(Image caption: Newly discovered neuron type (yellow) helps zebrafish to coordinate its eye and swimming movements. The image shows the blue-stained brain of a fish larva with the suggested position of the eyes. Credit: © Max Planck Institute of Neurobiology/Kubo)
How vision makes sure that little fish do not get carried away
Our eyes not only enable us to recognise objects; they also provide us with a continuous stream of information about our own movements. Whether we run, turn around, fall or sit still in a car – the world glides by us and leaves a characteristic motion trace on our retinas. Seemingly without effort, our brain calculates self-motion from this “optic flow”. This way, we can maintain a stable position and a steady gaze during our own movements. Together with biologists from the University of Freiburg, scientists from the Max Planck Institute of Neurobiology in Martinsried near Munich have now discovered an array of new types of neurons, which help the brain of zebrafish to perceive, and compensate for, self-motion.
It is a zebra fish!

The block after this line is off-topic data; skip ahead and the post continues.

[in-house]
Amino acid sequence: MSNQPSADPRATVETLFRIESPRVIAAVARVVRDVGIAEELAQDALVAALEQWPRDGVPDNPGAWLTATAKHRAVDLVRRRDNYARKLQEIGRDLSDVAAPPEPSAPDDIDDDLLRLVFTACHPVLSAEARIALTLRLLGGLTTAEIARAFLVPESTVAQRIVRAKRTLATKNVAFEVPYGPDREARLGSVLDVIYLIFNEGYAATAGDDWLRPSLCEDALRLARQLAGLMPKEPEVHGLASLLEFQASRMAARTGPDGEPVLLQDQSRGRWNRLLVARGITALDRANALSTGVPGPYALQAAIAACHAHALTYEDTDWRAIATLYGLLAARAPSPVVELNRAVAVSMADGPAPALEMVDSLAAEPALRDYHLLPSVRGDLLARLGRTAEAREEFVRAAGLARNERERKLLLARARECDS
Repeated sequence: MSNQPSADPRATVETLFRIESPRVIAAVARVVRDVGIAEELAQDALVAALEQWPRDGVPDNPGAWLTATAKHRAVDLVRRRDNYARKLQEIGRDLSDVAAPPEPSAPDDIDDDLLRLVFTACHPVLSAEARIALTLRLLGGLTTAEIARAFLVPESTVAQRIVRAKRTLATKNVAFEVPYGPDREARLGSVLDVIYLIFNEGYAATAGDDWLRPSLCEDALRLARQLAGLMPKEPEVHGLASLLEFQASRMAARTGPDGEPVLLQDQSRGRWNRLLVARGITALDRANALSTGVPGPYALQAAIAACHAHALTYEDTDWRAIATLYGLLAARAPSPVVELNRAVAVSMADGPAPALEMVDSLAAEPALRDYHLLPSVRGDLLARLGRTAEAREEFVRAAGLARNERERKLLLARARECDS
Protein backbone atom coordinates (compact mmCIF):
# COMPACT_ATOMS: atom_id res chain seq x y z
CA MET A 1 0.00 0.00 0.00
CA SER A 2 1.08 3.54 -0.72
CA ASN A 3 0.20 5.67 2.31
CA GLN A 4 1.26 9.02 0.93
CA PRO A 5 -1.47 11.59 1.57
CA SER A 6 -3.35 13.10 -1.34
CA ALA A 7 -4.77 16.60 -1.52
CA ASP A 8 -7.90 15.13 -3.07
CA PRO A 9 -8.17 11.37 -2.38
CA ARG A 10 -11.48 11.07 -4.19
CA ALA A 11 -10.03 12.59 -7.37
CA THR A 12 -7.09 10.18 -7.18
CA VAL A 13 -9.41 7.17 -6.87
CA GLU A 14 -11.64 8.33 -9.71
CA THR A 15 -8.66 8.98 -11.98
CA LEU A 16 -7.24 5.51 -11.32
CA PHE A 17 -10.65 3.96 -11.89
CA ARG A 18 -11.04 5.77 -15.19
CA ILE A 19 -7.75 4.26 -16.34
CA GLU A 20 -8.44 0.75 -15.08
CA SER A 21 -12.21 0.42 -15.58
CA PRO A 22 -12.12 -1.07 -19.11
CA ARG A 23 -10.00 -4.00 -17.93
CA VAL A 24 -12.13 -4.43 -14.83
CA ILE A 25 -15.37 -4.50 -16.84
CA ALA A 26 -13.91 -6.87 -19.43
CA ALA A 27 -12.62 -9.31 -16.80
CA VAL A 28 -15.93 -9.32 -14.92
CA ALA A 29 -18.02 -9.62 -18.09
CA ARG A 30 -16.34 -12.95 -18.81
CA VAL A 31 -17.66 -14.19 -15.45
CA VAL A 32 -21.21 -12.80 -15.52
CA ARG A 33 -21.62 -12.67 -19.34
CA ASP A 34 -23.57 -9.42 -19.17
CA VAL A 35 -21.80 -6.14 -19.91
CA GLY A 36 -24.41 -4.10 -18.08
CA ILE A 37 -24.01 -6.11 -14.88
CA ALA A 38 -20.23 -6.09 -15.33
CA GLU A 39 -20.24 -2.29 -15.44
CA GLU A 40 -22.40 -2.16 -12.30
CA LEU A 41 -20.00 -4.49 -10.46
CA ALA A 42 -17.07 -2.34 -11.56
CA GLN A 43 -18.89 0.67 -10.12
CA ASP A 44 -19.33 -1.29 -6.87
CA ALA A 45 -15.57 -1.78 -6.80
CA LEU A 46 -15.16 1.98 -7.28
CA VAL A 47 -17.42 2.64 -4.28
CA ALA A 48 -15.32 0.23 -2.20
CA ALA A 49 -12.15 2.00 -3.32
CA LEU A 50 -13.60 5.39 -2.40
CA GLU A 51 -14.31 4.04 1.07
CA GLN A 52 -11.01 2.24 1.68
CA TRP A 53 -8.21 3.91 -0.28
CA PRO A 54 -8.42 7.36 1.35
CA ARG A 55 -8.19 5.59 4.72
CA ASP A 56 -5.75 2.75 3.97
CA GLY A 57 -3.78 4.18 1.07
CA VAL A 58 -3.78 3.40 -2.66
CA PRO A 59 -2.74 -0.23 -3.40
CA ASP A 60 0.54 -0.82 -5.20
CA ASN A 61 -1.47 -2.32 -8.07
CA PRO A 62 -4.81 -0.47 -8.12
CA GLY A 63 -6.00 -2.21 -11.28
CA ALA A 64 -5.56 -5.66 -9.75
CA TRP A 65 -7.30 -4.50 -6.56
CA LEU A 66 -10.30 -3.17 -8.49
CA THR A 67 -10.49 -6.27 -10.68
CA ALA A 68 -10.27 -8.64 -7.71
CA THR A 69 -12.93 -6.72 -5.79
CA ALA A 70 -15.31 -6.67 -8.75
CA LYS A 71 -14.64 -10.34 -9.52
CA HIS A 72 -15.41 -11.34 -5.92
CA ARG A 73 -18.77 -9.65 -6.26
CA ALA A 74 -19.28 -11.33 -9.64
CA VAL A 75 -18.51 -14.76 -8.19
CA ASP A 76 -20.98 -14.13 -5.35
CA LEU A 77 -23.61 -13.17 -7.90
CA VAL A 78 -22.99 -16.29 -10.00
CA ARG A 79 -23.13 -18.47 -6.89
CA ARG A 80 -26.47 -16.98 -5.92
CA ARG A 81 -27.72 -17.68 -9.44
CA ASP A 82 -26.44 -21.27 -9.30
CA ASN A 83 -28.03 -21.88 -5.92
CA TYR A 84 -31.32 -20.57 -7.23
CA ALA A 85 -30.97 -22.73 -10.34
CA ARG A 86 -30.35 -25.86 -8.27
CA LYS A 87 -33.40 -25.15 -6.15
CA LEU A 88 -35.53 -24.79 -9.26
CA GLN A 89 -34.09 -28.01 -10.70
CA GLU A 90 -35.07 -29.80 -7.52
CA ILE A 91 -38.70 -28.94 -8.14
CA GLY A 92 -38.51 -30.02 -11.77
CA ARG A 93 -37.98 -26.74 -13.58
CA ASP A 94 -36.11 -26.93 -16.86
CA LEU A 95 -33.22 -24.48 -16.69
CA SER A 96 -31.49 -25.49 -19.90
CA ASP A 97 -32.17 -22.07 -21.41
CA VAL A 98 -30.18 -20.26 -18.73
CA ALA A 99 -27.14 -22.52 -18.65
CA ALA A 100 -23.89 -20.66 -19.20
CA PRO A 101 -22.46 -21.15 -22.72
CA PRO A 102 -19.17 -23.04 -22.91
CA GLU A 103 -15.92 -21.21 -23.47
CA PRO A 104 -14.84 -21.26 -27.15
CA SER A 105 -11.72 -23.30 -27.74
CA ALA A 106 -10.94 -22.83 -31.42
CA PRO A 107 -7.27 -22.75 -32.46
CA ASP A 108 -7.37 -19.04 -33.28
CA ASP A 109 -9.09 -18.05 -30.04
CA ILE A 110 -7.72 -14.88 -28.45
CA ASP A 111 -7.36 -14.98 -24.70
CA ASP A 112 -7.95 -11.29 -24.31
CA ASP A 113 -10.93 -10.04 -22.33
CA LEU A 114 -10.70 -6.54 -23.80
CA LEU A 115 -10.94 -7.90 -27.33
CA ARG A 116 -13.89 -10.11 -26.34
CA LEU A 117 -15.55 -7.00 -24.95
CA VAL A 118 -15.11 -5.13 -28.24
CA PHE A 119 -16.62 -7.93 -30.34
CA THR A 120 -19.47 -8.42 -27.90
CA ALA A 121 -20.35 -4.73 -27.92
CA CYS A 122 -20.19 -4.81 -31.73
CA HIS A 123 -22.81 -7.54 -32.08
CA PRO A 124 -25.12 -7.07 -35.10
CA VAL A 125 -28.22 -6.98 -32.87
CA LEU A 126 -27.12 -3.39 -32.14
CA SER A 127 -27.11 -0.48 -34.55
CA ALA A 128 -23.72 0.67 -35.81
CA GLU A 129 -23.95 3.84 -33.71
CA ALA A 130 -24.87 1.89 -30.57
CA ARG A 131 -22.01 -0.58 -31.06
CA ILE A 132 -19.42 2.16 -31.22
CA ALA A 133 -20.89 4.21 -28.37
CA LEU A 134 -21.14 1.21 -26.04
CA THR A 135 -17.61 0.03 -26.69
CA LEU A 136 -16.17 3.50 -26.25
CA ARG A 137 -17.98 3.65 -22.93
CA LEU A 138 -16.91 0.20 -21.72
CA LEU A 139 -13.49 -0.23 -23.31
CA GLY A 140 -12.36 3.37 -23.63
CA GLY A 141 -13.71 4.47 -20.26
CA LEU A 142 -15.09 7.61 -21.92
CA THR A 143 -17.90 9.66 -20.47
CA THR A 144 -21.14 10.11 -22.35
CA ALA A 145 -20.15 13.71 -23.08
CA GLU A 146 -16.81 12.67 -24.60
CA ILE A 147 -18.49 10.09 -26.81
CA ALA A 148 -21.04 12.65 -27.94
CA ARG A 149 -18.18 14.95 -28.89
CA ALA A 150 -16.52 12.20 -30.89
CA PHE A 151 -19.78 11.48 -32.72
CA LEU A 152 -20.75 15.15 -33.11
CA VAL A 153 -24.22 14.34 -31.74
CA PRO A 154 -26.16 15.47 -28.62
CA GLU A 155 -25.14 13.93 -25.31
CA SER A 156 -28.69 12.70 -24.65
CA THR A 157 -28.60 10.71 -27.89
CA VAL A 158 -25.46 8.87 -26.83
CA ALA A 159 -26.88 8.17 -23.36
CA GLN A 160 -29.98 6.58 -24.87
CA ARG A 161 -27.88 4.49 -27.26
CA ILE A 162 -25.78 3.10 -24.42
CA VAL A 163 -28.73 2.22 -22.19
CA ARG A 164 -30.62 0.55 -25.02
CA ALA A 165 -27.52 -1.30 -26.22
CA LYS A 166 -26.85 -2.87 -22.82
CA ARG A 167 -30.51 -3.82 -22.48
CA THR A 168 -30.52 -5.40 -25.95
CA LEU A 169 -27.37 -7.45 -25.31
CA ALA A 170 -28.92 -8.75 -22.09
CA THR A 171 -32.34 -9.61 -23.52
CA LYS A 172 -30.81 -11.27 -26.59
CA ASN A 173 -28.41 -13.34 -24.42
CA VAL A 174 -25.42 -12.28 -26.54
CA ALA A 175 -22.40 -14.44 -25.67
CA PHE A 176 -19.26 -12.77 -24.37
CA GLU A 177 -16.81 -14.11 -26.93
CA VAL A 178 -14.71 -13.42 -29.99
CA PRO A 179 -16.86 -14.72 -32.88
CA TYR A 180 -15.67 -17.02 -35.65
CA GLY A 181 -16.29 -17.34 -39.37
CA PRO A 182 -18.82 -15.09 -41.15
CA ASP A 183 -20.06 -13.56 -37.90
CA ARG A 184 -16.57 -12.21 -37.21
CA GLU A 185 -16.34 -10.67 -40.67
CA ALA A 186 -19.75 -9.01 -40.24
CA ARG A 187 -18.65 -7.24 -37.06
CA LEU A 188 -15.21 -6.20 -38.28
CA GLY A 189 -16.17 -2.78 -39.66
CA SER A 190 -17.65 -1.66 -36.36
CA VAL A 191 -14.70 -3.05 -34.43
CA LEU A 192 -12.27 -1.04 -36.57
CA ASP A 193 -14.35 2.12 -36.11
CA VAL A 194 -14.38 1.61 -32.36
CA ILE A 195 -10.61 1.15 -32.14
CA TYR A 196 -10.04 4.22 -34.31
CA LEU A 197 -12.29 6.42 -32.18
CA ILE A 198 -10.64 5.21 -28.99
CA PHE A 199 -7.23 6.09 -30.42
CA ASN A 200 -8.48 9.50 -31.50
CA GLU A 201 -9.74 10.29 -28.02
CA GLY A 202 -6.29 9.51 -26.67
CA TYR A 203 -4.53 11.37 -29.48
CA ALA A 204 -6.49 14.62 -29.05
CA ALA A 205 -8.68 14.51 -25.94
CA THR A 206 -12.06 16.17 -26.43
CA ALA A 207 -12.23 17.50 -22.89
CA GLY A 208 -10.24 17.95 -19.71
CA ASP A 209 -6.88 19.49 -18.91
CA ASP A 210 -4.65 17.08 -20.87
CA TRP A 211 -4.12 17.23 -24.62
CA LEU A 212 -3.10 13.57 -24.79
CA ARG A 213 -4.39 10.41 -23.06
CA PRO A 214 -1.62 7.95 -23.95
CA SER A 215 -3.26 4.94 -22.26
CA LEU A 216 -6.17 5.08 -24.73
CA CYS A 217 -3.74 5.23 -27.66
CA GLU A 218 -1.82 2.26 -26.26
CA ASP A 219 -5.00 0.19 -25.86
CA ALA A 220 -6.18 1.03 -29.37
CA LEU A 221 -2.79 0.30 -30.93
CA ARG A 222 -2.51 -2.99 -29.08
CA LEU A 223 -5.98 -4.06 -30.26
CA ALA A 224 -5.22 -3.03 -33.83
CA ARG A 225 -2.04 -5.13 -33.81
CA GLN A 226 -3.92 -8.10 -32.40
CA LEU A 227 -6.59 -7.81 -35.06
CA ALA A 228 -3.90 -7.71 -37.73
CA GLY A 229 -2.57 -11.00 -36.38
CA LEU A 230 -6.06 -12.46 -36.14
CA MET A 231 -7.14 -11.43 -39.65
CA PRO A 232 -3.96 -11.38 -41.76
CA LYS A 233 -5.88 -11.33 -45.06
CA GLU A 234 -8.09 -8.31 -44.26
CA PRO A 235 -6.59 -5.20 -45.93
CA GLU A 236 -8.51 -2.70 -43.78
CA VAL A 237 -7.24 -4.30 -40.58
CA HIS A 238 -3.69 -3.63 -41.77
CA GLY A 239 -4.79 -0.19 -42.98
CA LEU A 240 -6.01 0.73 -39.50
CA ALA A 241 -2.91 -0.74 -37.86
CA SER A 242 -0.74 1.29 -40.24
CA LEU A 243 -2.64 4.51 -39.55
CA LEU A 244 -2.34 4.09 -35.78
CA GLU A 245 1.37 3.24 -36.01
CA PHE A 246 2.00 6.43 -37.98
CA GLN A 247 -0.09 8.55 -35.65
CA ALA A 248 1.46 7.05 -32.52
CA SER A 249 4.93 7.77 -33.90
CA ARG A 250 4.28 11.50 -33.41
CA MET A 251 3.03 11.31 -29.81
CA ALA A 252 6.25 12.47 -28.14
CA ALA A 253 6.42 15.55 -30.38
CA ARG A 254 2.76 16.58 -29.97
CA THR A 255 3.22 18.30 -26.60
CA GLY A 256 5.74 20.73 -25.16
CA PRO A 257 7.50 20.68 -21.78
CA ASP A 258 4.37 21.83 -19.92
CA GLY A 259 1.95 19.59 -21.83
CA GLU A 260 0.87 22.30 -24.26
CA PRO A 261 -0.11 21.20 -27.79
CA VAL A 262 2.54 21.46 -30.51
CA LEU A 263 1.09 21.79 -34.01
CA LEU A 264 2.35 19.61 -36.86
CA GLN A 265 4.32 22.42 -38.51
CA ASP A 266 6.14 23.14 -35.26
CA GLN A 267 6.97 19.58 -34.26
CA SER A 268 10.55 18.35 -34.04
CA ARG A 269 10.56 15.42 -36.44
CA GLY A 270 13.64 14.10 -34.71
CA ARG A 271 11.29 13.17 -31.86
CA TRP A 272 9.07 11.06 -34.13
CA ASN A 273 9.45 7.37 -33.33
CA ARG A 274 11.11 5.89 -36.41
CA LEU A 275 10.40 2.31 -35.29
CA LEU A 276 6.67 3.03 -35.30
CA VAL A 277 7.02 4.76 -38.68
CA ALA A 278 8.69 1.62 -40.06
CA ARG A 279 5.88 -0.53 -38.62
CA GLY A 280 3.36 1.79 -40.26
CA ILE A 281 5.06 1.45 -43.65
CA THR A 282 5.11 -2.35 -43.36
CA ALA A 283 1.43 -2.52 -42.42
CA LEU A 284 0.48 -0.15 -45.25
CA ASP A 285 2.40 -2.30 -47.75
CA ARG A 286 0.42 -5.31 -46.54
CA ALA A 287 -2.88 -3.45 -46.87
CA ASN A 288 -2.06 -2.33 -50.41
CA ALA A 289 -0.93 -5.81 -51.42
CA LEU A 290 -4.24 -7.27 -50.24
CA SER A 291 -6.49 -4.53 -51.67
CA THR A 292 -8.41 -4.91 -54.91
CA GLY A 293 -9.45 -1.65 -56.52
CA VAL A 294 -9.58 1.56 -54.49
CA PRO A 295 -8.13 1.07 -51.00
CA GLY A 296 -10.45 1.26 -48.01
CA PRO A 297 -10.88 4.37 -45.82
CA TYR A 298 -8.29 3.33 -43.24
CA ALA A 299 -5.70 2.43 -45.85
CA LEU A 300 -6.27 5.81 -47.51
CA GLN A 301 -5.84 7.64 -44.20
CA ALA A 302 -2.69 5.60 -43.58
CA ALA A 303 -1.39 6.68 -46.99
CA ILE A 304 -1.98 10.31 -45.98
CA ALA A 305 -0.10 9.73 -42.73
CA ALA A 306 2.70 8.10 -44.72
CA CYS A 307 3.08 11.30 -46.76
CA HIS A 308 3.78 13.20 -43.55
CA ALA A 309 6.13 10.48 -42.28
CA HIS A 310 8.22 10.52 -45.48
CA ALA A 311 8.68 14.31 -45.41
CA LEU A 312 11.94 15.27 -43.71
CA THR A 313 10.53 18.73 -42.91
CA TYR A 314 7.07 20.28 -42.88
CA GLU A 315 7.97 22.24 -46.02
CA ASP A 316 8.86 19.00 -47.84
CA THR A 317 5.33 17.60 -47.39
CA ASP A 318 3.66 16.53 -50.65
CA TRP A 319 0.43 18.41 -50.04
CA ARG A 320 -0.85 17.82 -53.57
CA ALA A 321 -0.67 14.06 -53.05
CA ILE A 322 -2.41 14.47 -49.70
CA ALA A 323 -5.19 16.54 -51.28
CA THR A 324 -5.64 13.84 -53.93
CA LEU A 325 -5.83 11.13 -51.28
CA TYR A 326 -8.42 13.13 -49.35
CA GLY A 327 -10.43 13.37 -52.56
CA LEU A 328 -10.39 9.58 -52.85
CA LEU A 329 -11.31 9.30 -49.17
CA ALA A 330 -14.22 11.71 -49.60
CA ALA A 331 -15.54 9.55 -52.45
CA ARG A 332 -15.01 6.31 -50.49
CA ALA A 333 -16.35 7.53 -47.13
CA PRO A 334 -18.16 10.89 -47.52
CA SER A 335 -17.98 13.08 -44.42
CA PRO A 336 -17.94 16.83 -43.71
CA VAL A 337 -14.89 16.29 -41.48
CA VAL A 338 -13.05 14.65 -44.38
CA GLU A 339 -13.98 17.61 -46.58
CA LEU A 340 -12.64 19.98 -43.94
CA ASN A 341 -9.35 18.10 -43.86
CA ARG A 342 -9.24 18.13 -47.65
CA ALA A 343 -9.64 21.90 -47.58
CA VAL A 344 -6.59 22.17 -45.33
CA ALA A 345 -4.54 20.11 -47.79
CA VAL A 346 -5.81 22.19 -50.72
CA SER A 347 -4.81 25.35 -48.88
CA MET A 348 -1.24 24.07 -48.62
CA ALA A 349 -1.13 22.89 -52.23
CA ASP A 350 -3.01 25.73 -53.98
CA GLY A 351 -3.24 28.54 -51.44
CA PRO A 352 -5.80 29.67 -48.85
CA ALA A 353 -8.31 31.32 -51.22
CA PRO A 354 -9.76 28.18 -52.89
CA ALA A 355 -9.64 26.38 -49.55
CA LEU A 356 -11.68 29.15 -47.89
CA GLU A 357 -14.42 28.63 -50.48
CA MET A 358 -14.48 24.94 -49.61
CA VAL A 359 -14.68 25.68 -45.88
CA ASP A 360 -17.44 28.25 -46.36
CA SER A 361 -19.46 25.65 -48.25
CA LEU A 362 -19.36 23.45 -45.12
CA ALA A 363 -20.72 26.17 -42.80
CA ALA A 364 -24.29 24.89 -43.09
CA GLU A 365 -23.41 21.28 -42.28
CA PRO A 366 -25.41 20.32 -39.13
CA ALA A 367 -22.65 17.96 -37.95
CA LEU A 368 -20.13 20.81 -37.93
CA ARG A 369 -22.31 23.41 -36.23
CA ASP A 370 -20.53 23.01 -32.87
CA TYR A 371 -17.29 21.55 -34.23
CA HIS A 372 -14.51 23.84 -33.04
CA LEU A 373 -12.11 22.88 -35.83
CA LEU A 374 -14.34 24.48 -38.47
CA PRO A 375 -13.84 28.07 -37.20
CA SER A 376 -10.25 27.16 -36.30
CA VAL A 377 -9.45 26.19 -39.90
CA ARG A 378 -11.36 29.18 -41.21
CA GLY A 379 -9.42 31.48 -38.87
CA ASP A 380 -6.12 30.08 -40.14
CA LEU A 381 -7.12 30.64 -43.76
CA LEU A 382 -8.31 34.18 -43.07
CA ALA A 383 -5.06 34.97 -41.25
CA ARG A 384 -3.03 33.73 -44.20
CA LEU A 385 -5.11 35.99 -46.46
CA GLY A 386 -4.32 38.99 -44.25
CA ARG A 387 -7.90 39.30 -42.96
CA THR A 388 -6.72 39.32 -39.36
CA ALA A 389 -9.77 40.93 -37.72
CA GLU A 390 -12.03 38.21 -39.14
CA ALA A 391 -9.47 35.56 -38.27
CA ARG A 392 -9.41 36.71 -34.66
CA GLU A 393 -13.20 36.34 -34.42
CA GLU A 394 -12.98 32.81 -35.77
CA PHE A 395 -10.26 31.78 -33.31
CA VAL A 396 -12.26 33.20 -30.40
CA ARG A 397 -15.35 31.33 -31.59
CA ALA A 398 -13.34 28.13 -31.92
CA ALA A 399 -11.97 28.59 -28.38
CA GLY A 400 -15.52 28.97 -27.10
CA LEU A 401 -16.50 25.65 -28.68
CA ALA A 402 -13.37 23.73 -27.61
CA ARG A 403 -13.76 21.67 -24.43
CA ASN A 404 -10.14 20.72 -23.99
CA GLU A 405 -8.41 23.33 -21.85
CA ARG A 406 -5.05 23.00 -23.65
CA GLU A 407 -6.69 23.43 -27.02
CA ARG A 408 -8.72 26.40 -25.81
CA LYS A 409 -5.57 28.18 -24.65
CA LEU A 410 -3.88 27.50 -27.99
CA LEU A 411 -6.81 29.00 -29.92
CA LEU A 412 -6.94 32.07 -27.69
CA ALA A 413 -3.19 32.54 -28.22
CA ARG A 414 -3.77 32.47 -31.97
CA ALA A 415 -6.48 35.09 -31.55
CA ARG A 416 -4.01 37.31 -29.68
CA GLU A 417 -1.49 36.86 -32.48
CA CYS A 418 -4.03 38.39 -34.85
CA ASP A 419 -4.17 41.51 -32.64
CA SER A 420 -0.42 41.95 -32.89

Close-ups of butterfly wing scales! You should definitely click on these images to get the full detail.
I’ve paired each amazing close-up (by macro photographer Linden Gledhill) with an image of the corresponding butterfly or moth. The featured lepidoptera* are (in order of appearance):
- Madagascar diadem Hypolimnas dexithea (photo by Michel-Georges Bernard)
- Comet moth Argema mittrei (photo by Axel Strauß)
- Sunset moth Chrysiridia rhipheus (photo from Wikimedia Commons)
- Giant Blue Morpho Morpho didius (photo by Didier Descouens, Muséum de Toulouse)
- Rippon’s Birdwing Troides hypolitus (photo by Robert Nash, Ulster Museum)
*Lepidoptera (the scientific order that includes moths and butterflies) means “scaly wing.” The scales get their color not from pigment - but from microscopic structures that manipulate light.
Artificial blood ‘will be manufactured in factories’
Wellcome Trust-funded stem cell research has produced red blood cells fit for transfusion into humans, paving the way for the mass production of blood.